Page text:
Target Classes

Voltage & Ligand Gated Ion Channels

Ion channels play an important role in cell signaling, electrical excitability, and fluid transport, and are drug targets for diseases such as heart disease, diabetes, autoimmune diseases, and migraine. As membrane spanning proteins, ion channels facilitate the rapid movement of ions across the cell membrane down their electrochemical gradient. They play a vital role in neuronal signal transduction, neurotransmitter release, muscle contraction, cell secretion, enzyme activation, signal transduction, and gene transcription. To date, more than 300 different human ion channel genes have been identified.

Ion channels can be grouped into two classes, voltage- and ligand- gated channels, and can exist in multiple states such as the closed, open, and inactivated states. Voltage-gated ion channels transition between these states in response to changes in membrane potential, while ligand-gated channels transition between these states in response to the binding and unbinding of a ligand. In the open state, ions can flow through a single ion channel pore at rates of over 107 ions per second.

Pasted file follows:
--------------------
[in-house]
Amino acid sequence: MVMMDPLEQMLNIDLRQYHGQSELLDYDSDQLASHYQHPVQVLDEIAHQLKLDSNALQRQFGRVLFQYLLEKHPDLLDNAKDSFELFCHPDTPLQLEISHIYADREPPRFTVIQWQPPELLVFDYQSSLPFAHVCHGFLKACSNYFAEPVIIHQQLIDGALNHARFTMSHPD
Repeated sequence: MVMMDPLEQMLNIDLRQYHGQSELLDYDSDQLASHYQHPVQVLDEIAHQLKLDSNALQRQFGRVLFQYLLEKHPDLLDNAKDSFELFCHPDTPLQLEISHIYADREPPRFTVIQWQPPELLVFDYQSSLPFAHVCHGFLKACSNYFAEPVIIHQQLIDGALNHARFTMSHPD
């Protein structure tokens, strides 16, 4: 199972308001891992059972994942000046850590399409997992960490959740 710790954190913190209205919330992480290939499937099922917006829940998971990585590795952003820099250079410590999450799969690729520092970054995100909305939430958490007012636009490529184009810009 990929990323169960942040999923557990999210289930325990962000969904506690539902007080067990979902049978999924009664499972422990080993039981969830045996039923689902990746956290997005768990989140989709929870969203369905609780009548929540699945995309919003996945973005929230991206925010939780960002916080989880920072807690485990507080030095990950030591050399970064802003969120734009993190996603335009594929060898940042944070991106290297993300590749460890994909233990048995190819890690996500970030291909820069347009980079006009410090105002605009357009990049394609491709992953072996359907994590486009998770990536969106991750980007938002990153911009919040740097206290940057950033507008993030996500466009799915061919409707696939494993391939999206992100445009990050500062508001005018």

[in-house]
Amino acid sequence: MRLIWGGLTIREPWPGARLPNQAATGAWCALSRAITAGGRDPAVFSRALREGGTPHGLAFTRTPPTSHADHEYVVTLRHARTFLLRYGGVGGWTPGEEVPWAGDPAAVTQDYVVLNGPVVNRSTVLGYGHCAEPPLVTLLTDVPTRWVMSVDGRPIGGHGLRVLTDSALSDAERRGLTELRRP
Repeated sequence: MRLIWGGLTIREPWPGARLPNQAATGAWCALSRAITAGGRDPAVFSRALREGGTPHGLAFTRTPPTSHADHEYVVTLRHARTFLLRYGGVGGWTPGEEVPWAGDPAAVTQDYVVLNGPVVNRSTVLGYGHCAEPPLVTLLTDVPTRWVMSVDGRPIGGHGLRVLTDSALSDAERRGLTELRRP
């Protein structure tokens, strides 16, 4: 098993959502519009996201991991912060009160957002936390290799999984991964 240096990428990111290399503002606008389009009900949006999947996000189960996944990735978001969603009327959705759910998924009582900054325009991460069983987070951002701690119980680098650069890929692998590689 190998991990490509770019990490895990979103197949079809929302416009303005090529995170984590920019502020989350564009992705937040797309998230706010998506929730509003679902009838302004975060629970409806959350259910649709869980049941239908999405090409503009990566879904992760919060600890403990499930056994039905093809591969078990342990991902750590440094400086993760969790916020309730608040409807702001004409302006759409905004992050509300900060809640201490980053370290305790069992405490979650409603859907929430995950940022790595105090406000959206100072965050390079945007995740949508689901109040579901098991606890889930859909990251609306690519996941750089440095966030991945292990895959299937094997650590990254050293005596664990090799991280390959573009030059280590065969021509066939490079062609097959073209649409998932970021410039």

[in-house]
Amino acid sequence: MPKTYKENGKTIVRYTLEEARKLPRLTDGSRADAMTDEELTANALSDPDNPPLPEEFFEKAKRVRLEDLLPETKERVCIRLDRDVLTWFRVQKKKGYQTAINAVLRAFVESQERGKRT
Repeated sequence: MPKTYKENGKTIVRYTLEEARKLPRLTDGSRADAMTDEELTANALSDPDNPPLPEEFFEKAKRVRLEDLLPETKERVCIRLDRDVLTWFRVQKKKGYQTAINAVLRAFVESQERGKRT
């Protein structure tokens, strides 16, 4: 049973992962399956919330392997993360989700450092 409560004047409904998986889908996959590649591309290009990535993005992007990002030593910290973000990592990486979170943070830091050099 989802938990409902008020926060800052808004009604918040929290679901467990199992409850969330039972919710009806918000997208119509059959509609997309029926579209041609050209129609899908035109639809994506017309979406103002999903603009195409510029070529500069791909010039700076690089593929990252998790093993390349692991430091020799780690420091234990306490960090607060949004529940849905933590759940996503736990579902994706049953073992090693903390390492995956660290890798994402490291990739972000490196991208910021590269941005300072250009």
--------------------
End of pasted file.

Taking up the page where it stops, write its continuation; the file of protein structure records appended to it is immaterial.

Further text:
The role of ion channels in drug safety is also well recognized. Since 1985, five drugs have been withdrawn from market due to their adverse cardiac effects. The mechanisms underlying this toxic effect involve inhibition of one or more of the cardiac ion channels.

Traditional methods for primary and secondary screens of ion channels, such as binding, ion flux, and fluorescent probes, measure ion channel activity indirectly. Patch clamp electrophysiology is regarded as the gold standard for measuring ion channel activity directly. It enables real time measurement of ion channel activity but in its traditional format is low throughput and requires a high degree of operator skill. As a result, until recently, drug screening assays for ion channels, in comparison to those for enzyme and receptor targets, have had to compromise data quality for throughput.

Molecular Devices began to change all of this in 2002 when it introduced the first commercially-available automated electrophysiology system, and has continued to meet the needs of drug discovery researchers by introducing higher and higher throughput systems with greater and greater capabilities. To learn more about how our automated electrophysiology systems can help advance your ion channel drug discovery efforts, click on the appropriate link below.

IonWorks Barracuda™ Automated Patch Clamp System

IonWorks® Quattro Automated Patch Clamp System

PatchXpress® 7000A Parallel Patch Clamp System

FLIPR® Membrane Polarization Assay Kit

Axon™ Conventional Electrophysiology Equipment